As Wars Wind Down, Congress Revisits Presidential Powers

The House is expected to repeal the 2002 authorization for the invasion of Iraq, and the Senate will consider doing so as well in a rare debate over war powers.,

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WASHINGTON — As two decades of wars move toward a turbulent close, Congress is poised to place its first significant check in a generation on a president’s war-making powers.

The House is expected to vote on Thursday to repeal an authorization it gave President George W. Bush in 2002 to invade Iraq. That authorization was repeatedly applied well beyond its original intent, including in a campaign much later against the Islamic State in Iraq and for the killing of the Iranian general Qassim Suleimani last year.

Most Democrats in the House have signaled that they will join a handful of Republicans in approving the legislation.

Senator Chuck Schumer of New York, the majority leader, said on Wednesday that he would put similar legislation on the Senate floor. A blueprint written by Senator Tim Kaine, Democrat of Virginia, and Senator Todd Young, Republican of Indiana, will be considered next week by the Foreign Relations Committee.

President Biden said this week that he would sign the House measure, making him the first president to accept such an effort to constrain his authority to carry out military action since the war in Afghanistan began 20 years ago. Mr. Biden’s decision came on the heels of announcing a full troop withdrawal from the country.

The congressional action amounts to a rare debate over presidential war powers and the degree to which the conditions that led the House and Senate to give Mr. Bush broad authority after Sept. 11, 2001, should be left in place. Over many decades, Congress has effectively ceded much of its power to declare war to the presidency, leaving some lawmakers in both parties uneasy.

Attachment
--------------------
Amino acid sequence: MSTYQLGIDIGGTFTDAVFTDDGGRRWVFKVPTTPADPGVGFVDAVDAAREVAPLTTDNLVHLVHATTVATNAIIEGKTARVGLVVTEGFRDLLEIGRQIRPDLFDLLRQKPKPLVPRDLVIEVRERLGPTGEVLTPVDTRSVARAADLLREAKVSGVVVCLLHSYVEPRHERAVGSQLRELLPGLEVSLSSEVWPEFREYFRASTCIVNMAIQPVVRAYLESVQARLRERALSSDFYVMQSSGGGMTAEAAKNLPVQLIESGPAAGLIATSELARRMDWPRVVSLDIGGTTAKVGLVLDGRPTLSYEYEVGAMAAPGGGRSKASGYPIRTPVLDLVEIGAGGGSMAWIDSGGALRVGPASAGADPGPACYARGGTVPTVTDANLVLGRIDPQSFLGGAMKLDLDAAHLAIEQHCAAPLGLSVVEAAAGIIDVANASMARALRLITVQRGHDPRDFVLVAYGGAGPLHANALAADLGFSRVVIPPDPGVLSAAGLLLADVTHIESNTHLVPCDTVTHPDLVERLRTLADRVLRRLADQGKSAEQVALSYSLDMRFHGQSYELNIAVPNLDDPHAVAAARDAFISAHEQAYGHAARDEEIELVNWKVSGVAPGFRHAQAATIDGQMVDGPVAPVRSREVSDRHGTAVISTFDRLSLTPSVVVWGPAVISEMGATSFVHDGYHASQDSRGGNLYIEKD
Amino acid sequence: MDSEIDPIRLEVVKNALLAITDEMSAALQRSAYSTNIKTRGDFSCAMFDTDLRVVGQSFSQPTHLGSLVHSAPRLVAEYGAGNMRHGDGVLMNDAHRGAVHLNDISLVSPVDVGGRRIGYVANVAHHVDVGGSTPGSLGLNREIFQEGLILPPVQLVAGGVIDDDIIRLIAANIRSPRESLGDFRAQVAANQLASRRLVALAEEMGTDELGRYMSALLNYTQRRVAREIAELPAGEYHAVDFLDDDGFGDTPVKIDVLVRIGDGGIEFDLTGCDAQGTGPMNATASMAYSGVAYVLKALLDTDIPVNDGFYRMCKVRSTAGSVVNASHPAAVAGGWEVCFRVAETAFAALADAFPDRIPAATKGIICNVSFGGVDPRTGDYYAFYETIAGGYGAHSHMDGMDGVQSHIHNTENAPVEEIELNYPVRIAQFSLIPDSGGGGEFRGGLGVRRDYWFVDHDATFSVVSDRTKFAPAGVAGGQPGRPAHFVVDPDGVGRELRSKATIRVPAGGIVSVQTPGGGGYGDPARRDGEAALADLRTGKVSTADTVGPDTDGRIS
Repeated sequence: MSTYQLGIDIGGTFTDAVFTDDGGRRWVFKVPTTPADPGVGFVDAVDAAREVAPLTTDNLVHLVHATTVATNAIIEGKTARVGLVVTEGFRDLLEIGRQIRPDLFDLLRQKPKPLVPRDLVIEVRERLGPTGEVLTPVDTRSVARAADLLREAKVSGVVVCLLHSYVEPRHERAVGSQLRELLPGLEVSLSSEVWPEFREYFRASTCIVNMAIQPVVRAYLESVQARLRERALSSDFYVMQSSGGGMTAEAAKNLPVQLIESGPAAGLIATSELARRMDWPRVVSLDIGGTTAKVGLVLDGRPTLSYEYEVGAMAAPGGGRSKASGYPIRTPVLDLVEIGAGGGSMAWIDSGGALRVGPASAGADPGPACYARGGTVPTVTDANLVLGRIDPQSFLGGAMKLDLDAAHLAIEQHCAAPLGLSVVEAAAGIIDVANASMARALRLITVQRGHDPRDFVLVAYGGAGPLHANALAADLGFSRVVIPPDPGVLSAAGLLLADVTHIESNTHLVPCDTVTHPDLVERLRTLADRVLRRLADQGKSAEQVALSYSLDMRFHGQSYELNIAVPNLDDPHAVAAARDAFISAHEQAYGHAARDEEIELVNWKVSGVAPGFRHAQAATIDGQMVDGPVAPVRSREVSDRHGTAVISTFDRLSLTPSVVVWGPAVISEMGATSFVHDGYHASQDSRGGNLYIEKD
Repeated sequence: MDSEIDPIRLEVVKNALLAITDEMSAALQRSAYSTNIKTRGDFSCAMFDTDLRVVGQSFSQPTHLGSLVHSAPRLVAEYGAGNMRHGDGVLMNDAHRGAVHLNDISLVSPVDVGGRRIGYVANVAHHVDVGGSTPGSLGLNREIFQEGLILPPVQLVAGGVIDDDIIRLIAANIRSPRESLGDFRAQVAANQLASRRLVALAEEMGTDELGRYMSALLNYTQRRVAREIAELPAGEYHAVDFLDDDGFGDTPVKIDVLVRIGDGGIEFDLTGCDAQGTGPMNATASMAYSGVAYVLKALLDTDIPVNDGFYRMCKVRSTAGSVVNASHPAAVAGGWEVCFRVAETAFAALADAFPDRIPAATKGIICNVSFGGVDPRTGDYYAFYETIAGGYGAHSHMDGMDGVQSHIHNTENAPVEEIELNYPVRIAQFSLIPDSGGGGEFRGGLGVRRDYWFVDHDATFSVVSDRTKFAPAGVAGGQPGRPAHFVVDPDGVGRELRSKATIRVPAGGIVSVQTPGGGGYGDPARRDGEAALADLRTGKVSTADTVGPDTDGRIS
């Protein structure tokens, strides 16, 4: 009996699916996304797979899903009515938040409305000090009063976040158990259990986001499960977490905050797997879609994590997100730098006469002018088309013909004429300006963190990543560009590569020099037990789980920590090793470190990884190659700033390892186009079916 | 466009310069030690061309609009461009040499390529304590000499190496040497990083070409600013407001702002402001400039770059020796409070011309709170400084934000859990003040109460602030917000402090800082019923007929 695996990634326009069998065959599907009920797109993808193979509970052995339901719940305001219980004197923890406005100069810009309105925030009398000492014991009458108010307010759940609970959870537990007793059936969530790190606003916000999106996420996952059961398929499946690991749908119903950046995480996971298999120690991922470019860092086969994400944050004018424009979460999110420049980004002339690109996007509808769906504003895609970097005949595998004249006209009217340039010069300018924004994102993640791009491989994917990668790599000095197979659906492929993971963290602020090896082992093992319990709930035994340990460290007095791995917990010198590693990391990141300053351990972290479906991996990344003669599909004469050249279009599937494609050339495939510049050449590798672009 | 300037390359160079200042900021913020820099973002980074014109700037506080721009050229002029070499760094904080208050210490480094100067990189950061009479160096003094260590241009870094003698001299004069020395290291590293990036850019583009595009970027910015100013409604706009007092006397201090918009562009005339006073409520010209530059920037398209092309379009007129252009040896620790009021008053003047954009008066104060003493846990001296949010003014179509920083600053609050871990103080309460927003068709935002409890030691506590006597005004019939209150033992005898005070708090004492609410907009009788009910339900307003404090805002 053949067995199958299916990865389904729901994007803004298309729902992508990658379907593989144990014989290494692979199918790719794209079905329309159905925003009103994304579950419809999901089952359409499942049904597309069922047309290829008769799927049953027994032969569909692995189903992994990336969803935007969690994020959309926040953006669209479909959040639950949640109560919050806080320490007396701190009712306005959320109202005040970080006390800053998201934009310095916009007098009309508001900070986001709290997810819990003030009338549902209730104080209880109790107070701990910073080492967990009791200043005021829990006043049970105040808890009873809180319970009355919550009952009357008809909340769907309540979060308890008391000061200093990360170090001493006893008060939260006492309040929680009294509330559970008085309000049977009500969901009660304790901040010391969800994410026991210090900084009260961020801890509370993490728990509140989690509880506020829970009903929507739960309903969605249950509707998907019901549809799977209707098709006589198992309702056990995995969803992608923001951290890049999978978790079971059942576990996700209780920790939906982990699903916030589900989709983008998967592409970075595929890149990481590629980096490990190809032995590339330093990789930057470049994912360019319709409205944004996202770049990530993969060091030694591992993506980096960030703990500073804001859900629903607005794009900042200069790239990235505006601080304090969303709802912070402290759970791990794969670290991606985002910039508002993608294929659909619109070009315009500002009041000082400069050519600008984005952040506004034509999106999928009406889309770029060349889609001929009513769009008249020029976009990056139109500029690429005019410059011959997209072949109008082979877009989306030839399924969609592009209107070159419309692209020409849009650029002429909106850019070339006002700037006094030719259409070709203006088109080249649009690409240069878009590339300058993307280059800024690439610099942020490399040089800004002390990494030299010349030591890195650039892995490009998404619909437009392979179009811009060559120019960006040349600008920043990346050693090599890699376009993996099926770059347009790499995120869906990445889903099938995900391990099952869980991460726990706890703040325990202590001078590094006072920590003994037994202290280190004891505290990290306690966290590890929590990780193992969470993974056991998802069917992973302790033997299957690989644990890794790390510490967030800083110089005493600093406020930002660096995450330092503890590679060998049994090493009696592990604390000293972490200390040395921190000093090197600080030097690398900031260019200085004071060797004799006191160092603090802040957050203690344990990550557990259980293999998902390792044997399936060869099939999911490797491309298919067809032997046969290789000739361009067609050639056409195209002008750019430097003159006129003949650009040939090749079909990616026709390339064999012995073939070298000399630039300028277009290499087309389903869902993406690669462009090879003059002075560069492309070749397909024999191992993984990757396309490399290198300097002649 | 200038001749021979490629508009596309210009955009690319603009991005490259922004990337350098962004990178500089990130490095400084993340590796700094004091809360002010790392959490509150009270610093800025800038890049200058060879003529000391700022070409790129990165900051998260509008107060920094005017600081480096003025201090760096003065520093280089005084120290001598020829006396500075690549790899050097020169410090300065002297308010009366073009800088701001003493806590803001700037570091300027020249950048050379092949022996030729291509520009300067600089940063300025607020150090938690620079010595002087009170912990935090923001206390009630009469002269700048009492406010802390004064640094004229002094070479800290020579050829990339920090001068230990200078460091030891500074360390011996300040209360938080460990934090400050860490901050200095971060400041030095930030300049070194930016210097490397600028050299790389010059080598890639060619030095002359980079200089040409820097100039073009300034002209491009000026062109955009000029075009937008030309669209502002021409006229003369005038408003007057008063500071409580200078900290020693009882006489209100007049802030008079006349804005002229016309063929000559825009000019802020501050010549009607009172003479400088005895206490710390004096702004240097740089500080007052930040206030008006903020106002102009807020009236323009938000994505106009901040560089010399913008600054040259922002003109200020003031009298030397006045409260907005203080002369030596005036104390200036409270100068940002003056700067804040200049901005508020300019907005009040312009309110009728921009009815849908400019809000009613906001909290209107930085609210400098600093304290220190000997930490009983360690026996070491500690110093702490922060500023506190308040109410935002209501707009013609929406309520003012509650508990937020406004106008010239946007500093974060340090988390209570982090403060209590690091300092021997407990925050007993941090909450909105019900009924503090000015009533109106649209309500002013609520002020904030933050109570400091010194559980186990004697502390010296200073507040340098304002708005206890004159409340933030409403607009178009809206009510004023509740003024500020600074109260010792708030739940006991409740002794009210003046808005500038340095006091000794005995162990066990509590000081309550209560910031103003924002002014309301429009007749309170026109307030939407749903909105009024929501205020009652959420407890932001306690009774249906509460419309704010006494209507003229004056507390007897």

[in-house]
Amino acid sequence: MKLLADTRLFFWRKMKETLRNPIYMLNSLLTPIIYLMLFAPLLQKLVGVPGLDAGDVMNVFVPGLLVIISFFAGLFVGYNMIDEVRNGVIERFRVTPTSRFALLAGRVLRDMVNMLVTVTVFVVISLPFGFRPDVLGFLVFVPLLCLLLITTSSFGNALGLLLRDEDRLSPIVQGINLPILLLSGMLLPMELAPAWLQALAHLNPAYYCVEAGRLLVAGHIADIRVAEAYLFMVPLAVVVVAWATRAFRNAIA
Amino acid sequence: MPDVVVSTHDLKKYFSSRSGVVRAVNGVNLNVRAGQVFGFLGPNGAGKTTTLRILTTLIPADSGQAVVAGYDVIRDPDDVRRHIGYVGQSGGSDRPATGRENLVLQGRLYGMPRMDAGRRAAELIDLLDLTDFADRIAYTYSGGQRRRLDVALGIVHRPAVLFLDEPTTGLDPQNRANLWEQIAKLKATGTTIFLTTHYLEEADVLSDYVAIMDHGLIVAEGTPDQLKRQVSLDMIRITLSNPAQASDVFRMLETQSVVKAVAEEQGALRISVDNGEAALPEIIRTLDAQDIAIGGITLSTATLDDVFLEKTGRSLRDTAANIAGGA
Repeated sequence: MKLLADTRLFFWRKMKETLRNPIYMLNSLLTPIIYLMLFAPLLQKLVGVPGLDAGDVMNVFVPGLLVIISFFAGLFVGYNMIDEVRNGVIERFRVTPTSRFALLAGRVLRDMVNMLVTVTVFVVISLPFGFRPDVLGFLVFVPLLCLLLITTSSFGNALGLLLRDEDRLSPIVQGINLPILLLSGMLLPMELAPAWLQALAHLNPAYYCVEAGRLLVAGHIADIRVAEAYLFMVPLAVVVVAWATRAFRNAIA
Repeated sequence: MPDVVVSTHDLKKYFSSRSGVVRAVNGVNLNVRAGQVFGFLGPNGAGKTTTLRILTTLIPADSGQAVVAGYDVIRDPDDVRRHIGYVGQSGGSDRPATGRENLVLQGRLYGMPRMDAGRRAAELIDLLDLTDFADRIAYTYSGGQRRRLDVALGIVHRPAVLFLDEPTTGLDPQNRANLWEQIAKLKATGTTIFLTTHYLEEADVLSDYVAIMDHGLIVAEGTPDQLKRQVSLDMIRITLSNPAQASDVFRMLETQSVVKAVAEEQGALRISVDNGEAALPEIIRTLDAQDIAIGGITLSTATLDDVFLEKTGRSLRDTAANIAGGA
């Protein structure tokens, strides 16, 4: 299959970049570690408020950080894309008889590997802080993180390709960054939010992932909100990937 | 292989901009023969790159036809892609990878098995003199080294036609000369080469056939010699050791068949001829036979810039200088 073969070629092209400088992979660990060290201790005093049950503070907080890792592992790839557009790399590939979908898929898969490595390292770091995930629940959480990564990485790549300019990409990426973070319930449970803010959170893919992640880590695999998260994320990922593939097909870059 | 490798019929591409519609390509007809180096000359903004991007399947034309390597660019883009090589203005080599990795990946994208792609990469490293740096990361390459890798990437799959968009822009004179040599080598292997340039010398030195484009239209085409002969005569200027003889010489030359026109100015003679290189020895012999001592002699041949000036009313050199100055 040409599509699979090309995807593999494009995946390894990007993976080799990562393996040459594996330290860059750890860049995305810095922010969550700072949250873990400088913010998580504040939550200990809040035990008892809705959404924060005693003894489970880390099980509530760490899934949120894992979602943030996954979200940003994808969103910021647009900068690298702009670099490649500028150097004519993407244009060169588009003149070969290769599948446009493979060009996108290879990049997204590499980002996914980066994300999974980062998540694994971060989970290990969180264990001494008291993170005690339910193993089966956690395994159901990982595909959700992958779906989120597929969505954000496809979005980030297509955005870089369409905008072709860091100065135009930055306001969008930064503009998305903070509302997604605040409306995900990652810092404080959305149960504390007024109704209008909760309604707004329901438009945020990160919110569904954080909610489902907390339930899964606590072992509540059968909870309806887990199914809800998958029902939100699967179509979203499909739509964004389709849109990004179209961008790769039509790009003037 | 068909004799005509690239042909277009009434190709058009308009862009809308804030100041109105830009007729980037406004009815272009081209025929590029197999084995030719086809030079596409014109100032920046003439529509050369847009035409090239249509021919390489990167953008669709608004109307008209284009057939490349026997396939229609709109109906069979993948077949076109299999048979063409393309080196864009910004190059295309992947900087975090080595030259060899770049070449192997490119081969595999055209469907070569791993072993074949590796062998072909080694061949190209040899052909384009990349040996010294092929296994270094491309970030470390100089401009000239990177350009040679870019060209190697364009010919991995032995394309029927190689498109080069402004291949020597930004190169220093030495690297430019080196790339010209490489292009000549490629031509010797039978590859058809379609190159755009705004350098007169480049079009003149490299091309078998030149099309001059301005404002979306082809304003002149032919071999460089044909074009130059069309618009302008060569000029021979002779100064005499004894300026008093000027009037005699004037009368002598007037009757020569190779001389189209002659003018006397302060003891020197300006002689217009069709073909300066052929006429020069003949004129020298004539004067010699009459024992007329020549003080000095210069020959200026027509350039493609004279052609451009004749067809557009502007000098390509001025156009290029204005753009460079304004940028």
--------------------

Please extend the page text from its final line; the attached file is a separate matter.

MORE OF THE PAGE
Even if the Senate joins the House in repealing the 2002 authorization, Congress would still leave in place a much broader authorization, passed three days after the Sept. 11 attacks, on approving the use of force against Al Qaeda and the Taliban. Successive presidents have cited the 2001 authorization to justify operations against “associated forces,” and critics say it has given presidents excessive latitude to wage “forever wars” without further congressional approval in the Middle East and beyond.

ImagePresident George W. Bush met with top Democratic and Republican lawmakers in September 2002 to discuss Iraq.
President George W. Bush met with top Democratic and Republican lawmakers in September 2002 to discuss Iraq.Credit…Doug Mills/Associated Press

Until now, the Senate has refused to bring up legislation to repeal the authorization of military force, and the House has done so only as an amendment to broader legislation that never went anywhere. But recent support for repeal of the 2002 authorization — once almost nonexistent in either party in the Senate — has greatly increased across the political spectrum, a product of war fatigue among lawmakers, a majority of whom were not in office in 2001 and 2002, and the veterans who fought in them.

“It has been nearly 10 years since this particular authorization has been cited as a primary justification for a military operation,” said Mr. Schumer, who voted for the 2002 measure, known as the Authorization for Use of Military Force. “It no longer serves a vital purpose in our fight against violent extremists in the Middle East.”

At least five Senate Republicans, including Mr. Young, have signed on to that chamber’s measure. Several others said this week that they were open to considering the repeal.

“I think the A.U.M.F.’s have been interpreted too broadly,” said Senator Ted Cruz, Republican of Texas. “I’m for Congress asserting its powers in war.”

A broad coalition of antiwar interests see a vote to repeal the 2002 measure as a step across the threshold of a bigger and perhaps long-term effort to chip away at presidential imperatives.

“This is one battle in a long war,” said Dan Caldwell, a senior adviser at Concerned Veterans for America, a conservative organization.